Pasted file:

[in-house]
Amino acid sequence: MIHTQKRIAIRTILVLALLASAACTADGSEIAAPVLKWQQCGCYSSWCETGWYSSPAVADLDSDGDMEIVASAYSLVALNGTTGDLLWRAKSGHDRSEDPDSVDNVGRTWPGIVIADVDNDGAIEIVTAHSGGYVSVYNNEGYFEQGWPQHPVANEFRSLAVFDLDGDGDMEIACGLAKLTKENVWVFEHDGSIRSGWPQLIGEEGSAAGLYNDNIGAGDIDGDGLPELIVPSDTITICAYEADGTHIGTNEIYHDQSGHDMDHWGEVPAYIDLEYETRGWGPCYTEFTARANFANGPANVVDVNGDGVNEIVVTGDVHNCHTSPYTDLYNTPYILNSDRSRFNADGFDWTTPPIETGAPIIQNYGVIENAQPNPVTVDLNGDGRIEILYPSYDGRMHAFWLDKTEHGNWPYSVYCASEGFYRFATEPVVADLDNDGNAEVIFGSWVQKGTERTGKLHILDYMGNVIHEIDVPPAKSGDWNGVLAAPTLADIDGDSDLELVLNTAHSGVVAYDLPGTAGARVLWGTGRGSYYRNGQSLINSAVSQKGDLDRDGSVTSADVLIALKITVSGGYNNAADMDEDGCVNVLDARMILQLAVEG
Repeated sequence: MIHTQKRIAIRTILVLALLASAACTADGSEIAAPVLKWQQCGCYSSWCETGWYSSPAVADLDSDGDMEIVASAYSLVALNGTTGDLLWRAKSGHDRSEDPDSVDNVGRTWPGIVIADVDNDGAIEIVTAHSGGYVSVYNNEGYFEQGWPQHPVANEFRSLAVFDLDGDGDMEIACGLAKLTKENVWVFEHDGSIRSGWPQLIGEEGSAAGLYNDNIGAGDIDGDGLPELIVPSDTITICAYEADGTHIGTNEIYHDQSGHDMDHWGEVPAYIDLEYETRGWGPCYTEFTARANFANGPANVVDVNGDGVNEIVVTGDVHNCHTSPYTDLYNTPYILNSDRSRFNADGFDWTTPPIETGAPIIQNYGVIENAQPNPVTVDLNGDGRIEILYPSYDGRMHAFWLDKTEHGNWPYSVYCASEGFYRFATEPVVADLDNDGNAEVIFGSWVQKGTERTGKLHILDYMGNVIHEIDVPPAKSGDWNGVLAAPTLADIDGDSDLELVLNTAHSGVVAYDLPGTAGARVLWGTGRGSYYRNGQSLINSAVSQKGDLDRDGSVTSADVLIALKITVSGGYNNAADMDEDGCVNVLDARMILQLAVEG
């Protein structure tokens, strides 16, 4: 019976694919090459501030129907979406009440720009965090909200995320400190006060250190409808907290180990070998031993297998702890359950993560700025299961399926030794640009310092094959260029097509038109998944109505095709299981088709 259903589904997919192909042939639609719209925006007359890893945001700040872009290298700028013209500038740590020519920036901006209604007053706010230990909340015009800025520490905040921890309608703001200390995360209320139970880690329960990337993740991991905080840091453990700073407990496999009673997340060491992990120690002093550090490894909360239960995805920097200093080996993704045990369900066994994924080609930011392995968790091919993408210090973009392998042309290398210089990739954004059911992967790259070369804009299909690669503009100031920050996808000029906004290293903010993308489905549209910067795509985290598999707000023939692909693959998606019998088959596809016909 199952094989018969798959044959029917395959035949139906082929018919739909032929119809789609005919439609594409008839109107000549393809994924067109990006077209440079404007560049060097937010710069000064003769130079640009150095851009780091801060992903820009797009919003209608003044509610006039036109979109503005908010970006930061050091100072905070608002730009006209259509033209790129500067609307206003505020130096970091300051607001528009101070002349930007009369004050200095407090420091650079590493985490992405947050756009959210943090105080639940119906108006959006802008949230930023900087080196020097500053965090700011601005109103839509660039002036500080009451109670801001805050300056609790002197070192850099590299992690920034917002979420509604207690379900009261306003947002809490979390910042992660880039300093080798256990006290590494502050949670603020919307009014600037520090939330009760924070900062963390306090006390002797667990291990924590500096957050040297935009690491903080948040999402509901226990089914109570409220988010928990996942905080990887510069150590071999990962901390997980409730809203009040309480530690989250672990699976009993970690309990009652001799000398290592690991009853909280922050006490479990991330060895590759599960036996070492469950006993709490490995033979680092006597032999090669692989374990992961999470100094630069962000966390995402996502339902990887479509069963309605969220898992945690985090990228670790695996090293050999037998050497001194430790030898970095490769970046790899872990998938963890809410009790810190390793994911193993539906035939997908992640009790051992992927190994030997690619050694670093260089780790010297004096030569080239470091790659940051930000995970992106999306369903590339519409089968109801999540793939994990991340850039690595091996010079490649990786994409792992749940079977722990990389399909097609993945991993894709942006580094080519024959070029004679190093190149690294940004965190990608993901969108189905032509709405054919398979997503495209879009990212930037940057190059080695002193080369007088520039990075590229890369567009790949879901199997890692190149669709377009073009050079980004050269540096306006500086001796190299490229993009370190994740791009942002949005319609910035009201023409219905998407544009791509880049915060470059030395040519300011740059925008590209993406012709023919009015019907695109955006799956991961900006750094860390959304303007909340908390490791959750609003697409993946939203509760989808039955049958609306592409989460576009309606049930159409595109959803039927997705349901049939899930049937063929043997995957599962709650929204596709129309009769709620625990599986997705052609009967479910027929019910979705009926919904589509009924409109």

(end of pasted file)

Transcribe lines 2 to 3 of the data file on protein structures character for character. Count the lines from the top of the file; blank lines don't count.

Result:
Amino acid sequence: MIHTQKRIAIRTILVLALLASAACTADGSEIAAPVLKWQQCGCYSSWCETGWYSSPAVADLDSDGDMEIVASAYSLVALNGTTGDLLWRAKSGHDRSEDPDSVDNVGRTWPGIVIADVDNDGAIEIVTAHSGGYVSVYNNEGYFEQGWPQHPVANEFRSLAVFDLDGDGDMEIACGLAKLTKENVWVFEHDGSIRSGWPQLIGEEGSAAGLYNDNIGAGDIDGDGLPELIVPSDTITICAYEADGTHIGTNEIYHDQSGHDMDHWGEVPAYIDLEYETRGWGPCYTEFTARANFANGPANVVDVNGDGVNEIVVTGDVHNCHTSPYTDLYNTPYILNSDRSRFNADGFDWTTPPIETGAPIIQNYGVIENAQPNPVTVDLNGDGRIEILYPSYDGRMHAFWLDKTEHGNWPYSVYCASEGFYRFATEPVVADLDNDGNAEVIFGSWVQKGTERTGKLHILDYMGNVIHEIDVPPAKSGDWNGVLAAPTLADIDGDSDLELVLNTAHSGVVAYDLPGTAGARVLWGTGRGSYYRNGQSLINSAVSQKGDLDRDGSVTSADVLIALKITVSGGYNNAADMDEDGCVNVLDARMILQLAVEG
Repeated sequence: MIHTQKRIAIRTILVLALLASAACTADGSEIAAPVLKWQQCGCYSSWCETGWYSSPAVADLDSDGDMEIVASAYSLVALNGTTGDLLWRAKSGHDRSEDPDSVDNVGRTWPGIVIADVDNDGAIEIVTAHSGGYVSVYNNEGYFEQGWPQHPVANEFRSLAVFDLDGDGDMEIACGLAKLTKENVWVFEHDGSIRSGWPQLIGEEGSAAGLYNDNIGAGDIDGDGLPELIVPSDTITICAYEADGTHIGTNEIYHDQSGHDMDHWGEVPAYIDLEYETRGWGPCYTEFTARANFANGPANVVDVNGDGVNEIVVTGDVHNCHTSPYTDLYNTPYILNSDRSRFNADGFDWTTPPIETGAPIIQNYGVIENAQPNPVTVDLNGDGRIEILYPSYDGRMHAFWLDKTEHGNWPYSVYCASEGFYRFATEPVVADLDNDGNAEVIFGSWVQKGTERTGKLHILDYMGNVIHEIDVPPAKSGDWNGVLAAPTLADIDGDSDLELVLNTAHSGVVAYDLPGTAGARVLWGTGRGSYYRNGQSLINSAVSQKGDLDRDGSVTSADVLIALKITVSGGYNNAADMDEDGCVNVLDARMILQLAVEG